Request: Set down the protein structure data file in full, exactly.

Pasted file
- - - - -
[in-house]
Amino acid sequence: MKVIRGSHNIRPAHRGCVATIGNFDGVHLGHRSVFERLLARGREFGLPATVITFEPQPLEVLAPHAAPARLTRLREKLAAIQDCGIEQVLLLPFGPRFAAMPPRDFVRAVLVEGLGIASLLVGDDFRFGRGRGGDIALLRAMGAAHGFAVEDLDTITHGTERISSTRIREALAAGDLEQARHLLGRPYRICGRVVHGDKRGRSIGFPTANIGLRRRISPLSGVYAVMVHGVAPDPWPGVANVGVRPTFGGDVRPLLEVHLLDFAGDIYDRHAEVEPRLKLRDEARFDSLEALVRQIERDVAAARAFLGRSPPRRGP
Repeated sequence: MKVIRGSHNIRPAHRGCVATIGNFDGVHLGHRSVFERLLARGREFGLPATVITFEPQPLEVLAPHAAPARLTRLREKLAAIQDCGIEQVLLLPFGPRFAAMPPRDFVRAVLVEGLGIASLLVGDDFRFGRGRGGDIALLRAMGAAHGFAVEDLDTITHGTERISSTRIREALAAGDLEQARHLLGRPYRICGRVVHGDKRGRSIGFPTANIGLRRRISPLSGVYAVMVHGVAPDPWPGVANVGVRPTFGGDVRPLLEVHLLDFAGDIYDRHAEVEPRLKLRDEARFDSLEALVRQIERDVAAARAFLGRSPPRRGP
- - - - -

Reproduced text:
[in-house]
Amino acid sequence: MKVIRGSHNIRPAHRGCVATIGNFDGVHLGHRSVFERLLARGREFGLPATVITFEPQPLEVLAPHAAPARLTRLREKLAAIQDCGIEQVLLLPFGPRFAAMPPRDFVRAVLVEGLGIASLLVGDDFRFGRGRGGDIALLRAMGAAHGFAVEDLDTITHGTERISSTRIREALAAGDLEQARHLLGRPYRICGRVVHGDKRGRSIGFPTANIGLRRRISPLSGVYAVMVHGVAPDPWPGVANVGVRPTFGGDVRPLLEVHLLDFAGDIYDRHAEVEPRLKLRDEARFDSLEALVRQIERDVAAARAFLGRSPPRRGP
Repeated sequence: MKVIRGSHNIRPAHRGCVATIGNFDGVHLGHRSVFERLLARGREFGLPATVITFEPQPLEVLAPHAAPARLTRLREKLAAIQDCGIEQVLLLPFGPRFAAMPPRDFVRAVLVEGLGIASLLVGDDFRFGRGRGGDIALLRAMGAAHGFAVEDLDTITHGTERISSTRIREALAAGDLEQARHLLGRPYRICGRVVHGDKRGRSIGFPTANIGLRRRISPLSGVYAVMVHGVAPDPWPGVANVGVRPTFGGDVRPLLEVHLLDFAGDIYDRHAEVEPRLKLRDEARFDSLEALVRQIERDVAAARAFLGRSPPRRGP